US Roundup jury award slashed to $25m

Judge calls Monsanto's behaviour 'reprehensible'

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A US judge says Monsanto "deserves to be punished" but has reduced a payout by more than $US50m.

A US judge says Monsanto "deserves to be punished" but has reduced a payout by more than $US50m.

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A US judge has cut a damages award for a man suffering cancer from US$80 million to $US25m.

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A federal judge has slashed a damages award Bayer AG owed a California man who blamed Roundup weed killer for his cancer, to $US25.27 million ($A35.90 million) from $US80.27 million, while rejecting the company's bid for a new trial.

Evidence against the former Monsanto Co, which Bayer bought last year, supported the $US5.27 million in compensatory damages that a jury awarded Edwin Hardeman, US District Judge Vince Chhabria in San Francisco said.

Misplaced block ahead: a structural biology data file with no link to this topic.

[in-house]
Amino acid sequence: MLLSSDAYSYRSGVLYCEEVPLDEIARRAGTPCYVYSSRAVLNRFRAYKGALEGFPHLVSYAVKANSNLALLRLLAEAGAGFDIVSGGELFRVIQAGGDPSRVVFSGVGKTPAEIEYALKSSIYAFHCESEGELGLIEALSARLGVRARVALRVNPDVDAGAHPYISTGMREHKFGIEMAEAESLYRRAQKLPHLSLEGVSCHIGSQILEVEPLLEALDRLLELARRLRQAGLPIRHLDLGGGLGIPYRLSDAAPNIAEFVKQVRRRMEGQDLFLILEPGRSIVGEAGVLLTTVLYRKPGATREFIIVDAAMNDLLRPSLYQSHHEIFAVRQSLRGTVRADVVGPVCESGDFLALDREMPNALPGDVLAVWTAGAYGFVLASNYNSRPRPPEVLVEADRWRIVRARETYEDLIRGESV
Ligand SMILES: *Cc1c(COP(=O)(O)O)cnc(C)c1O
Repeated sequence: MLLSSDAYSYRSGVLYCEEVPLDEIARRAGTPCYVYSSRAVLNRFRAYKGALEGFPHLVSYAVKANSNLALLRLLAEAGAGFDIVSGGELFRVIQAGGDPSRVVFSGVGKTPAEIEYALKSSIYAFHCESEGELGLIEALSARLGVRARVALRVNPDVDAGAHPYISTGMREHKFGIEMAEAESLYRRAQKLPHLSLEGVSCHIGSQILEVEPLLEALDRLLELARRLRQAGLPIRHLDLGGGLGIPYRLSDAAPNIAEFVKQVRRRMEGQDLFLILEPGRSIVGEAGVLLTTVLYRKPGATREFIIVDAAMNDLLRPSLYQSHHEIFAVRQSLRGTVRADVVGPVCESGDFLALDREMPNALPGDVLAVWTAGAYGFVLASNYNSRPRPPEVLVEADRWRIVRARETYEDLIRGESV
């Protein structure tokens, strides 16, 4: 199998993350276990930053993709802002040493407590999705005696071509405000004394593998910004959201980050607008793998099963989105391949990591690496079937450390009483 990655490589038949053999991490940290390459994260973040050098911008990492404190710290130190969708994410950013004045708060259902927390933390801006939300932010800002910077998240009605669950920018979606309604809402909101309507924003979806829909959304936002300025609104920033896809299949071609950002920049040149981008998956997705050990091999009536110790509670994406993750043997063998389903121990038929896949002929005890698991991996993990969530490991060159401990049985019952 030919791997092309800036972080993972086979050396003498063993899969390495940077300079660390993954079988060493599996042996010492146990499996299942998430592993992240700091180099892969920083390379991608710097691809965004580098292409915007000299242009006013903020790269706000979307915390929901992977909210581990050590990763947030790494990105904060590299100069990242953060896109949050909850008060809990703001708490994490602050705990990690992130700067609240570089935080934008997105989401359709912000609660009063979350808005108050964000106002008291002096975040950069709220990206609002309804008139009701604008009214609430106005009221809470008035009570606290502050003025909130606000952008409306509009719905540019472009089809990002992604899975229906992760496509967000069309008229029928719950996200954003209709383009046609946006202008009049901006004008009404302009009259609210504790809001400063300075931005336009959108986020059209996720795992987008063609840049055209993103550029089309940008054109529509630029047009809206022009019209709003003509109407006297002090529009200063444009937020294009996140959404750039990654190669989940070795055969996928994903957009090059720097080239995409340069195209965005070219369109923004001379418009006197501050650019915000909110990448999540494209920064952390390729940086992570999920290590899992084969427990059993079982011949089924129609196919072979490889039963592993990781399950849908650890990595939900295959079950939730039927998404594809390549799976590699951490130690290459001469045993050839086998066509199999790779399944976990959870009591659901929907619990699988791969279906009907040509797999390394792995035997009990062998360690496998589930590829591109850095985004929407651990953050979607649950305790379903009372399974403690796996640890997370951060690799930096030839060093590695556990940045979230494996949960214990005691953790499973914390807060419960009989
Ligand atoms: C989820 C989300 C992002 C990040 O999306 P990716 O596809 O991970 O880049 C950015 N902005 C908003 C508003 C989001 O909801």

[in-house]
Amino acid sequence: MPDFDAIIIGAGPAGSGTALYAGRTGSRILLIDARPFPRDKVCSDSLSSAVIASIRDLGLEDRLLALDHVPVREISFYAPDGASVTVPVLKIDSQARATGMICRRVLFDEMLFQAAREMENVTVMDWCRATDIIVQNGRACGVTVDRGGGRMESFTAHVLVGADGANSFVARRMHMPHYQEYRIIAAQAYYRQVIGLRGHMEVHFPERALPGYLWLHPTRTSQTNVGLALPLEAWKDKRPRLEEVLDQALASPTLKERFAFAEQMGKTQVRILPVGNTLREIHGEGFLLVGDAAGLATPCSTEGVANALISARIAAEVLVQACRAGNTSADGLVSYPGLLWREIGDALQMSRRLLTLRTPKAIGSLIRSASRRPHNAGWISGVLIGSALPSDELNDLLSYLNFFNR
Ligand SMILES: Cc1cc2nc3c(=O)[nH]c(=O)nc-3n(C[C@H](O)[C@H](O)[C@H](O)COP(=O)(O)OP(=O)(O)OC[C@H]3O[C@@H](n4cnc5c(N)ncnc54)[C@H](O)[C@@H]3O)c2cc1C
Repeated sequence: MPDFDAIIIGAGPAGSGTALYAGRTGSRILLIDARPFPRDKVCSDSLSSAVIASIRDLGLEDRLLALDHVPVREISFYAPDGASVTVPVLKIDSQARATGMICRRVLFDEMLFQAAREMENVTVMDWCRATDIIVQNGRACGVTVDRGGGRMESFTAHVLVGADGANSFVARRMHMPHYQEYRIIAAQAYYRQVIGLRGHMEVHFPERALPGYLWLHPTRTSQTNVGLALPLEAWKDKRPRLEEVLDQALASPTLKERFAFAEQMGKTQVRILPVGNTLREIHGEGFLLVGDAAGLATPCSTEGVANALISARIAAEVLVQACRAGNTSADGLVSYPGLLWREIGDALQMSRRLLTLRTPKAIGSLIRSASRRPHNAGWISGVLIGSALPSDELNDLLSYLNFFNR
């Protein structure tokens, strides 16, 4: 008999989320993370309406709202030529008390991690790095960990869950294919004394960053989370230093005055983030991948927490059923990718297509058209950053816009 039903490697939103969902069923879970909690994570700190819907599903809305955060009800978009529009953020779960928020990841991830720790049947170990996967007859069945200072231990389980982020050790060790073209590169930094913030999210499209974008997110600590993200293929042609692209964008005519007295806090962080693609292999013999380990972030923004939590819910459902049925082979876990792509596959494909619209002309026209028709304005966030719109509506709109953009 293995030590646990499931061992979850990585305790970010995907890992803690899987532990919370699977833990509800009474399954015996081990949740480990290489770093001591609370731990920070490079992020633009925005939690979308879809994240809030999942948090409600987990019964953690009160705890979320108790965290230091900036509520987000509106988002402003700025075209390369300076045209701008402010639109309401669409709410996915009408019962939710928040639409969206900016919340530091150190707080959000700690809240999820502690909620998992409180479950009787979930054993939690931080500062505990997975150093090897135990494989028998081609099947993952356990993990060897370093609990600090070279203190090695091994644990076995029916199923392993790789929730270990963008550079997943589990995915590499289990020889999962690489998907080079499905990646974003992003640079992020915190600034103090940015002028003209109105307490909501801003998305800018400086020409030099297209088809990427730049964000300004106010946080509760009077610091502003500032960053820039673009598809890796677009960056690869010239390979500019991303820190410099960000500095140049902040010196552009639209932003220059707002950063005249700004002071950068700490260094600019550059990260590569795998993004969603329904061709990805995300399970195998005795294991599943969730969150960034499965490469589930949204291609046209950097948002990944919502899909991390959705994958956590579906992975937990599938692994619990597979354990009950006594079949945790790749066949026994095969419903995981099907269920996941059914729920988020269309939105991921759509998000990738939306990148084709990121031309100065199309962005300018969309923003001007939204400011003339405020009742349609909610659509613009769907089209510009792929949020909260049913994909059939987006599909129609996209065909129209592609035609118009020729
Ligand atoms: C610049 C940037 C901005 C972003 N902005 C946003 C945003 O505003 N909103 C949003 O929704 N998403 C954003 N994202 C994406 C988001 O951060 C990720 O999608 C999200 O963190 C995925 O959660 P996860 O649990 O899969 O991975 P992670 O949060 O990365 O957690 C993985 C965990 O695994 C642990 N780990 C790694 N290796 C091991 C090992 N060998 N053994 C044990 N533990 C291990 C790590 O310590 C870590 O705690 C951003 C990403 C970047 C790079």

He also said the jury acted reasonably in awarding punitive damages.

Chhabria nonetheless reduced punitive damages to $US20 million from $US75 million, saying that while Monsanto "deserves to be punished", the higher award was "constitutionally impermissible" because it was nearly 15 times the compensatory damages award.

"Monsanto's conduct, while reprehensible, does not warrant a ratio of that magnitude, particularly in the absence of evidence showing intentional concealment of a known or obvious safety risk", Chhabria wrote.

Hardeman said he used Roundup for many years starting in the 1980s to treat poison oak and weeds on his property. He was diagnosed with non-Hodgkin's lymphoma in 2014 but is now in remission.

Hardeman is one of more than 13,400 plaintiffs who have sued Bayer and Monsanto over Roundup, saying the herbicide's active ingredient, glyphosate, is unsafe.

In a statement, Bayer called Chhabria's decision "a step in the right direction," but said it still planned to appeal.

Australian Associated Press

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